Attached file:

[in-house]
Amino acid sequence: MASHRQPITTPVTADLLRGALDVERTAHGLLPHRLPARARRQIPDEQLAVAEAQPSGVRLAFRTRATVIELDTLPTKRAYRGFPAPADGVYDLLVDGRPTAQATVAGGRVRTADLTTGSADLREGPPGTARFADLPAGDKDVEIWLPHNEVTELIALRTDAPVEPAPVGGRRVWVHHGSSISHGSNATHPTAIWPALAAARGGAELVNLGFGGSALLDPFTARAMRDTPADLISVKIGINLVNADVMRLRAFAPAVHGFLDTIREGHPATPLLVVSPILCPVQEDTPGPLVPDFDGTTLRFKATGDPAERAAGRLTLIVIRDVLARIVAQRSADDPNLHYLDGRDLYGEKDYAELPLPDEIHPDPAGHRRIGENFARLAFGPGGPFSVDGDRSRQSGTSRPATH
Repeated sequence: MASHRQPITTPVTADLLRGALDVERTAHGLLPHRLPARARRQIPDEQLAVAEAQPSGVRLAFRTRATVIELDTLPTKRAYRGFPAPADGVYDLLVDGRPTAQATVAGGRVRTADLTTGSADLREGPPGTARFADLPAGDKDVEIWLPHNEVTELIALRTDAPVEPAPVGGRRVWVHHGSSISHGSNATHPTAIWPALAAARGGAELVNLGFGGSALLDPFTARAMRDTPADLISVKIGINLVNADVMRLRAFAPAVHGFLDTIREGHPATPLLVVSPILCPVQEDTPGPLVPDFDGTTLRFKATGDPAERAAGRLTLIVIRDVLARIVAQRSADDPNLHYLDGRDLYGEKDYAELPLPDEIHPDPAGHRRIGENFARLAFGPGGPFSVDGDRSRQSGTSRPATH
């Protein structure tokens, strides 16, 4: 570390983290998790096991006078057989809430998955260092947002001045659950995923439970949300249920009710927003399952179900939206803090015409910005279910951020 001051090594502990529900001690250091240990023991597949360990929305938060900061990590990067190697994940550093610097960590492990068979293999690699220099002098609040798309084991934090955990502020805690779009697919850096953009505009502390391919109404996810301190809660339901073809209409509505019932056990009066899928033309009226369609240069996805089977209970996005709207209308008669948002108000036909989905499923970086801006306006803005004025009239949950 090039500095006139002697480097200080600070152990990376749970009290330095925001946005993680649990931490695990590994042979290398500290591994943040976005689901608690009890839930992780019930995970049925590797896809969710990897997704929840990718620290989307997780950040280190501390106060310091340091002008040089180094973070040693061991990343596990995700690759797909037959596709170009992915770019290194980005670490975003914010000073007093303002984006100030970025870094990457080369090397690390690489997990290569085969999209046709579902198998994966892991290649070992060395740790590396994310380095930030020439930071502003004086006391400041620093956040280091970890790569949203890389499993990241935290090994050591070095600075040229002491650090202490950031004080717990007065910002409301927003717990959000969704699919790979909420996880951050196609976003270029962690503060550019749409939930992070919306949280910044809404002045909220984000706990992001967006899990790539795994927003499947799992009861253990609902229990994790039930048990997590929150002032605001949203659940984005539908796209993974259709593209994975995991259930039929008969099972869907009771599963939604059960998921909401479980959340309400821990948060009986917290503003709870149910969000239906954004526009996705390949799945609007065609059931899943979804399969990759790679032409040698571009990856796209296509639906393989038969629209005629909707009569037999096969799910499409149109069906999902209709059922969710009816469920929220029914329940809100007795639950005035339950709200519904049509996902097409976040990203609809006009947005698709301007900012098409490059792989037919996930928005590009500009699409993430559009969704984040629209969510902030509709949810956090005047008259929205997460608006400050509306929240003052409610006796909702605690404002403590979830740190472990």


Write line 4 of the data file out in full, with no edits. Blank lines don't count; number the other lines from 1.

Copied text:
């Protein structure tokens, strides 16, 4: 570390983290998790096991006078057989809430998955260092947002001045659950995923439970949300249920009710927003399952179900939206803090015409910005279910951020 001051090594502990529900001690250091240990023991597949360990929305938060900061990590990067190697994940550093610097960590492990068979293999690699220099002098609040798309084991934090955990502020805690779009697919850096953009505009502390391919109404996810301190809660339901073809209409509505019932056990009066899928033309009226369609240069996805089977209970996005709207209308008669948002108000036909989905499923970086801006306006803005004025009239949950 090039500095006139002697480097200080600070152990990376749970009290330095925001946005993680649990931490695990590994042979290398500290591994943040976005689901608690009890839930992780019930995970049925590797896809969710990897997704929840990718620290989307997780950040280190501390106060310091340091002008040089180094973070040693061991990343596990995700690759797909037959596709170009992915770019290194980005670490975003914010000073007093303002984006100030970025870094990457080369090397690390690489997990290569085969999209046709579902198998994966892991290649070992060395740790590396994310380095930030020439930071502003004086006391400041620093956040280091970890790569949203890389499993990241935290090994050591070095600075040229002491650090202490950031004080717990007065910002409301927003717990959000969704699919790979909420996880951050196609976003270029962690503060550019749409939930992070919306949280910044809404002045909220984000706990992001967006899990790539795994927003499947799992009861253990609902229990994790039930048990997590929150002032605001949203659940984005539908796209993974259709593209994975995991259930039929008969099972869907009771599963939604059960998921909401479980959340309400821990948060009986917290503003709870149910969000239906954004526009996705390949799945609007065609059931899943979804399969990759790679032409040698571009990856796209296509639906393989038969629209005629909707009569037999096969799910499409149109069906999902209709059922969710009816469920929220029914329940809100007795639950005035339950709200519904049509996902097409976040990203609809006009947005698709301007900012098409490059792989037919996930928005590009500009699409993430559009969704984040629209969510902030509709949810956090005047008259929205997460608006400050509306929240003052409610006796909702605690404002403590979830740190472990």